I know that I almost allowed anorexia nervosa to ruin my life. Thankfully, God intervened. Perhaps you also realize that your eating disorder could’ve ruined your life. But also realize this: you are not your eating disorder.
Eventually, the muffin was gone, and I realized that I had eaten it…well, at least half of it. It wasn’t a giant muffin, but that didn’t make a difference in my post-anorexia mind. It might as well have been a basketball-sized muffin with triple the chocolate chips. The rest of the day, I allowed my thoughts to descend into Ed’s Black Hole.
Do you ever get tired of hearing that you have to be a smaller size? In order to be considered “okay” in today’s culture, you have to firm up your abs, get rid of your fat, tighten your butt, sculpt your arms, fit into those skinny jeans, and do it all with a smile on your face! If you’re tired of hearing it—and hearing it—maybe you need to stand your ground, rebel, and go against the tide. There is so much more to you than just a size or a number.
I had an eating disorder, anorexia nervosa, for about two years. Since February 24th through March 1st is Eating Disorder Awareness Week, I wanted to write a post about eating disorders. Even though it might be a little painful for me and for you.
As I walked out of the building, I couldn’t help but wonder: Why was everyone so unhappy while they were exercising? What are we trying to achieve by sweating persistently, feeling utterly exhausted, and even permanently injuring our bodies? Are we truly trying to be healthy, like we claim? Or are our motives a bit messier than that?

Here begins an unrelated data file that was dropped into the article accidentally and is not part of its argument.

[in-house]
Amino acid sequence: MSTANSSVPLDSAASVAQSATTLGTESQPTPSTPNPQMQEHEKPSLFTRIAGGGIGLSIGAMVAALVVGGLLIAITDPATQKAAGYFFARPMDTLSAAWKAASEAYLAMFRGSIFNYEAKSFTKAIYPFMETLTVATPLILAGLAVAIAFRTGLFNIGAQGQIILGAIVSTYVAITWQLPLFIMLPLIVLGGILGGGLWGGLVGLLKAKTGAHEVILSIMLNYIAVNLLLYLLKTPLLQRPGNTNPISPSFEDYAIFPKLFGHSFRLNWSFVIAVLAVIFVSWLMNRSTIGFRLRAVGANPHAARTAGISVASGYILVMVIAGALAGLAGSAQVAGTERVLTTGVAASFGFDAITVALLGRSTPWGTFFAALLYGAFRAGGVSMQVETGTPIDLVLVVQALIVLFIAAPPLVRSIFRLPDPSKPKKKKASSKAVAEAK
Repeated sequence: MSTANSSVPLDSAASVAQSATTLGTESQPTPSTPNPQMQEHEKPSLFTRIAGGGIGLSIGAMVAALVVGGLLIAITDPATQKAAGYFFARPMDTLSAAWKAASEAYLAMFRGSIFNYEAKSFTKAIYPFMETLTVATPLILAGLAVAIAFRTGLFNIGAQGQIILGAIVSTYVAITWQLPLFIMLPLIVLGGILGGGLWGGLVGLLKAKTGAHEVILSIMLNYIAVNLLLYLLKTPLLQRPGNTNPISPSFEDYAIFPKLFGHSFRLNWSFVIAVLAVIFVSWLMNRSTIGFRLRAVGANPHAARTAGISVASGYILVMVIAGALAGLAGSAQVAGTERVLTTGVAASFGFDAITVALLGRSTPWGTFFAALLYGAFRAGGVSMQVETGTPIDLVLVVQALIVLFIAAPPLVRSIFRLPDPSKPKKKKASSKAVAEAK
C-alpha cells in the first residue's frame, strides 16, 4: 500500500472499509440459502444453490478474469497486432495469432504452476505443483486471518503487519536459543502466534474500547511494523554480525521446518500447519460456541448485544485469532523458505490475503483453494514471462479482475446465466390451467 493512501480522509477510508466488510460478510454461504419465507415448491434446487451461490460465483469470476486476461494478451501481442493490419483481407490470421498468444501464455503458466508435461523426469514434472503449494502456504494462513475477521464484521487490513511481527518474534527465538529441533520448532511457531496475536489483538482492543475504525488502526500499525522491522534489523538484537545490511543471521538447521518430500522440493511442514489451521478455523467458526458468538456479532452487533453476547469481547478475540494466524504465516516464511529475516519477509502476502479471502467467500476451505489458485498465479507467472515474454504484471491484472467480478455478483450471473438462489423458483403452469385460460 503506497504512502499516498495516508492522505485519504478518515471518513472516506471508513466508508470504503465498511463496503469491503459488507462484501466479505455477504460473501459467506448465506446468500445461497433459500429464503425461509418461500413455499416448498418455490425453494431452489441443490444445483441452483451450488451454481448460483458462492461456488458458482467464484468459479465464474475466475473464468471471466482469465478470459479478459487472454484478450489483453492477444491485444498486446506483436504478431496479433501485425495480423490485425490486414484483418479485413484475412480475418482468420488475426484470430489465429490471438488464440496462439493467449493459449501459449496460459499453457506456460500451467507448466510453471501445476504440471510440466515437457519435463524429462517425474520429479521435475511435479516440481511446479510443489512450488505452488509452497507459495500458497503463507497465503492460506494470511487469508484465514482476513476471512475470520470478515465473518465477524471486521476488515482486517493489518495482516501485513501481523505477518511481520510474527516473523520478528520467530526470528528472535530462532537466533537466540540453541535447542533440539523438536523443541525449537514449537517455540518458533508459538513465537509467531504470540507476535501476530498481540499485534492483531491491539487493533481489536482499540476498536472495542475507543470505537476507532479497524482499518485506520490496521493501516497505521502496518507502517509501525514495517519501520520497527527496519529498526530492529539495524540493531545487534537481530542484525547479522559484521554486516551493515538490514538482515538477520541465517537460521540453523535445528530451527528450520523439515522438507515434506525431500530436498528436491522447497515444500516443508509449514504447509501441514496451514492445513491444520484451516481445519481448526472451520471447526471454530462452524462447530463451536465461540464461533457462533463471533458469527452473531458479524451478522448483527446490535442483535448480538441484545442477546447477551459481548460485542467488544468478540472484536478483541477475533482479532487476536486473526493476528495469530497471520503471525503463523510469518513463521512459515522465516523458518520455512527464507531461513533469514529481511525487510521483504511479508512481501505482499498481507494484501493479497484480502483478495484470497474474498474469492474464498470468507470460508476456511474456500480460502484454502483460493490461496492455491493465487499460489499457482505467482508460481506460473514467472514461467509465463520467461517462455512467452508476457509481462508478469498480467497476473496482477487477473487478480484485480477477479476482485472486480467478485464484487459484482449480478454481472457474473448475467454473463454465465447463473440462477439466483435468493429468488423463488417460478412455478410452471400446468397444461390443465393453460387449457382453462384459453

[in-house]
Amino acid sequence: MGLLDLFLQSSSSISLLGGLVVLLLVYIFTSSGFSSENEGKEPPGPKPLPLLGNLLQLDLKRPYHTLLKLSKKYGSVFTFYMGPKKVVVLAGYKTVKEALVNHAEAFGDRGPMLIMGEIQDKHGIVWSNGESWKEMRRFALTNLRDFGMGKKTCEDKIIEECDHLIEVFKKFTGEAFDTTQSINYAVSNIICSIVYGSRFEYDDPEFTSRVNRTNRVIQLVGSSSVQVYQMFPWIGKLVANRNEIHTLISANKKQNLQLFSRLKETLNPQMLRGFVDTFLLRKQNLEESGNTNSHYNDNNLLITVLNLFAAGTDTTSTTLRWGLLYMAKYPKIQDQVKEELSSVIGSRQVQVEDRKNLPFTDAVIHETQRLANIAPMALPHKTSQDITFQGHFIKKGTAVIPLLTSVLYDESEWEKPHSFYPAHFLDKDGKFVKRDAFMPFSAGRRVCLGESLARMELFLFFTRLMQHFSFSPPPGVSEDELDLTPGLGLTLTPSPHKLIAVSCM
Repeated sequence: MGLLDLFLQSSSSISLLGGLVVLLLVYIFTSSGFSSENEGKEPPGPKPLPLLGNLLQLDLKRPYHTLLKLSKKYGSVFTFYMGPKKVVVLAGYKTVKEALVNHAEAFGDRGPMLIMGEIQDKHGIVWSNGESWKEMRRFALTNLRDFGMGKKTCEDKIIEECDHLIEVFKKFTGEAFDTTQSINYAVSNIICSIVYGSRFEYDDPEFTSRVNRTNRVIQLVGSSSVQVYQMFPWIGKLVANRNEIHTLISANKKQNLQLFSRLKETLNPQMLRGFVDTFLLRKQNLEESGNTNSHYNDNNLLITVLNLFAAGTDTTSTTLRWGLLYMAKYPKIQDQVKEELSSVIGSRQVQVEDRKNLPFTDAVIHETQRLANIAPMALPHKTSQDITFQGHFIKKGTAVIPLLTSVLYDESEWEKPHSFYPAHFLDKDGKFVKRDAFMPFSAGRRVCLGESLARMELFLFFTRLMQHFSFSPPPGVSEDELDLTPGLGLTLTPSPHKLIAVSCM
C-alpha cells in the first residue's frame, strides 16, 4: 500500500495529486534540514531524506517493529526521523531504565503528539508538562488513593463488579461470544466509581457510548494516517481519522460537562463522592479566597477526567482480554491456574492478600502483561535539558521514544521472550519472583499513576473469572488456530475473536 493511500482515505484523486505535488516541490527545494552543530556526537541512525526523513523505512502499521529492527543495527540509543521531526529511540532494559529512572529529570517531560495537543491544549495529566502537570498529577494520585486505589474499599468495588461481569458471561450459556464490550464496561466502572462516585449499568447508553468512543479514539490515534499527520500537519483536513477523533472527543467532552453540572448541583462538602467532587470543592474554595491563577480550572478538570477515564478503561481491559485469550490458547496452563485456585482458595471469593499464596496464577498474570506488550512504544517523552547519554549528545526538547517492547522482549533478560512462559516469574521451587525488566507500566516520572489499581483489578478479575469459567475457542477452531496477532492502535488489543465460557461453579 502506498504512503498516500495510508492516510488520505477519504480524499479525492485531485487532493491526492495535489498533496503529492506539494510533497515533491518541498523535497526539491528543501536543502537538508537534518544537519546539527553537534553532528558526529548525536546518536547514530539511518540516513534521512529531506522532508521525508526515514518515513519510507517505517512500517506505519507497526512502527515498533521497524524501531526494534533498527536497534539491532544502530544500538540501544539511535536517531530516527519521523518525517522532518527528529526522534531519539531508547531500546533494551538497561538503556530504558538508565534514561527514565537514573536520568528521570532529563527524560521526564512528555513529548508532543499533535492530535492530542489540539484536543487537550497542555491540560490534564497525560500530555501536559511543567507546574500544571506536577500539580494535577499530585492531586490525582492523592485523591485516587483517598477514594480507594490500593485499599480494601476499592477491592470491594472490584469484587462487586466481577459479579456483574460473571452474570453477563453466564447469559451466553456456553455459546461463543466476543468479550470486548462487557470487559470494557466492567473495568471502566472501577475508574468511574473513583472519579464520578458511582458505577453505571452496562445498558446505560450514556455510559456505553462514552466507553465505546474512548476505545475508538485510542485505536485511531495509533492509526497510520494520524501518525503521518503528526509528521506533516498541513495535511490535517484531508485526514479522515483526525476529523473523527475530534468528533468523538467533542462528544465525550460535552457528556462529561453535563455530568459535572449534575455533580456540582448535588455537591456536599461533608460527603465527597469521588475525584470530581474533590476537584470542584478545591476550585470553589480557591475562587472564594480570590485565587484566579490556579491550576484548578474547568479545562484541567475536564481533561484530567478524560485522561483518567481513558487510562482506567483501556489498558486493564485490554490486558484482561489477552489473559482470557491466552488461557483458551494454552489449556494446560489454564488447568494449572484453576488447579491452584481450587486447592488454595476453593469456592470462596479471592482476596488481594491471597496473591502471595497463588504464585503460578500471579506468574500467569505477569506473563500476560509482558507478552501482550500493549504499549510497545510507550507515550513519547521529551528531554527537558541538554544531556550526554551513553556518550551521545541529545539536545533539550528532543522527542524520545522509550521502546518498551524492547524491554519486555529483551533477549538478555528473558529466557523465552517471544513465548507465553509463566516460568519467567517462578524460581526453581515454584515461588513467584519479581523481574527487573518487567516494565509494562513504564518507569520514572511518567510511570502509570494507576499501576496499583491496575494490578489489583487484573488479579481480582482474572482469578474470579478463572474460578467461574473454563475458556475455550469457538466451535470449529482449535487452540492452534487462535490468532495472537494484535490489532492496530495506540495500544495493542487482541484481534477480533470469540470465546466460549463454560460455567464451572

If we chase the “ideal” body, we will never be content. Trust me—I’ve tried. But you don’t have to love your body, You don’t even have to believe that you’re beautiful. Because it’s more important to pursue a godly heart than a toned body.
Satan wants to convince us that something is wrong with how we look. He whispers that nothing fits me well and that my body is dreadfully ugly. But Satan is “the father of lies” (John 8:44 ESV). He wants us to believe anything that will draw us away from the Father.
I just wish God would make my struggles disappear. I know He could do it if He wanted to because He can do absolutely anything (Luke 1:37). But that doesn’t mean He will. His plan is so much greater than that.
I stared at the mirror in utter disgust and frustration. Why did I only feel hatred and despair when I looked at myself? Was I really as ugly as I appeared? Were my eyes playing tricks on me?
The truth is that I’m a healthy size and weight. In a perfect world, I would love my body because it is perfectly healthy. But I am slowly beginning to see reality: in our fallen world, we may never love our bodies.